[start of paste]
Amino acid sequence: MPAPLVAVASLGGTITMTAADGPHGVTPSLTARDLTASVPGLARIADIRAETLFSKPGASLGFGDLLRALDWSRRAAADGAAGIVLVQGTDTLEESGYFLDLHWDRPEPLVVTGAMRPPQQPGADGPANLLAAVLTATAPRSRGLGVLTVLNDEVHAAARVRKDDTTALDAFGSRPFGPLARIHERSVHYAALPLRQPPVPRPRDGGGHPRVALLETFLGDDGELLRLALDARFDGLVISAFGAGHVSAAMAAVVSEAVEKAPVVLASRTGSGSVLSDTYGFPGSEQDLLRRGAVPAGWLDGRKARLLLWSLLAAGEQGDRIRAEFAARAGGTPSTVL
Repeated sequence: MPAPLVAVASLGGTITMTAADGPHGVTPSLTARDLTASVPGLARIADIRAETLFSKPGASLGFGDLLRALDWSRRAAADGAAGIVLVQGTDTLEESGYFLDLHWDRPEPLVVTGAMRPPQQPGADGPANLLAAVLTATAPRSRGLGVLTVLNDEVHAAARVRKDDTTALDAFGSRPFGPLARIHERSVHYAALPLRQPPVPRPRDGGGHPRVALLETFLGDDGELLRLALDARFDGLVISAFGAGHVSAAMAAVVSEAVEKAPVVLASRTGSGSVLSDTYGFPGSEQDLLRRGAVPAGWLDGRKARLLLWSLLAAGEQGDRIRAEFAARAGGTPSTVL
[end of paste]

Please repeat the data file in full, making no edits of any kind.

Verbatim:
Amino acid sequence: MPAPLVAVASLGGTITMTAADGPHGVTPSLTARDLTASVPGLARIADIRAETLFSKPGASLGFGDLLRALDWSRRAAADGAAGIVLVQGTDTLEESGYFLDLHWDRPEPLVVTGAMRPPQQPGADGPANLLAAVLTATAPRSRGLGVLTVLNDEVHAAARVRKDDTTALDAFGSRPFGPLARIHERSVHYAALPLRQPPVPRPRDGGGHPRVALLETFLGDDGELLRLALDARFDGLVISAFGAGHVSAAMAAVVSEAVEKAPVVLASRTGSGSVLSDTYGFPGSEQDLLRRGAVPAGWLDGRKARLLLWSLLAAGEQGDRIRAEFAARAGGTPSTVL
Repeated sequence: MPAPLVAVASLGGTITMTAADGPHGVTPSLTARDLTASVPGLARIADIRAETLFSKPGASLGFGDLLRALDWSRRAAADGAAGIVLVQGTDTLEESGYFLDLHWDRPEPLVVTGAMRPPQQPGADGPANLLAAVLTATAPRSRGLGVLTVLNDEVHAAARVRKDDTTALDAFGSRPFGPLARIHERSVHYAALPLRQPPVPRPRDGGGHPRVALLETFLGDDGELLRLALDARFDGLVISAFGAGHVSAAMAAVVSEAVEKAPVVLASRTGSGSVLSDTYGFPGSEQDLLRRGAVPAGWLDGRKARLLLWSLLAAGEQGDRIRAEFAARAGGTPSTVL